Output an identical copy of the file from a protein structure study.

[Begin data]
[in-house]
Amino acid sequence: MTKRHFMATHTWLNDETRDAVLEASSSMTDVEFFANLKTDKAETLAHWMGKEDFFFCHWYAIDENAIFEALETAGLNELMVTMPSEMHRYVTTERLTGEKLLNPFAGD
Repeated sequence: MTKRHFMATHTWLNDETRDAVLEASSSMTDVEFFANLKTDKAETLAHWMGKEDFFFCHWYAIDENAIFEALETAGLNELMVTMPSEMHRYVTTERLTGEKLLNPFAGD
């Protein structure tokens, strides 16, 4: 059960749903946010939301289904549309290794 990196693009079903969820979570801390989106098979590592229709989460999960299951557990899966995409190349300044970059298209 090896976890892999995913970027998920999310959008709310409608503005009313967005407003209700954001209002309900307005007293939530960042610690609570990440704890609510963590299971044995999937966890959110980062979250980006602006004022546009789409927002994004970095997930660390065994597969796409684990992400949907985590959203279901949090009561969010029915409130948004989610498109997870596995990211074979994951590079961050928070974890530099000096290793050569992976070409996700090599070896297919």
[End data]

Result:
[in-house]
Amino acid sequence: MTKRHFMATHTWLNDETRDAVLEASSSMTDVEFFANLKTDKAETLAHWMGKEDFFFCHWYAIDENAIFEALETAGLNELMVTMPSEMHRYVTTERLTGEKLLNPFAGD
Repeated sequence: MTKRHFMATHTWLNDETRDAVLEASSSMTDVEFFANLKTDKAETLAHWMGKEDFFFCHWYAIDENAIFEALETAGLNELMVTMPSEMHRYVTTERLTGEKLLNPFAGD
């Protein structure tokens, strides 16, 4: 059960749903946010939301289904549309290794 990196693009079903969820979570801390989106098979590592229709989460999960299951557990899966995409190349300044970059298209 090896976890892999995913970027998920999310959008709310409608503005009313967005407003209700954001209002309900307005007293939530960042610690609570990440704890609510963590299971044995999937966890959110980062979250980006602006004022546009789409927002994004970095997930660390065994597969796409684990992400949907985590959203279901949090009561969010029915409130948004989610498109997870596995990211074979994951590079961050928070974890530099000096290793050569992976070409996700090599070896297919």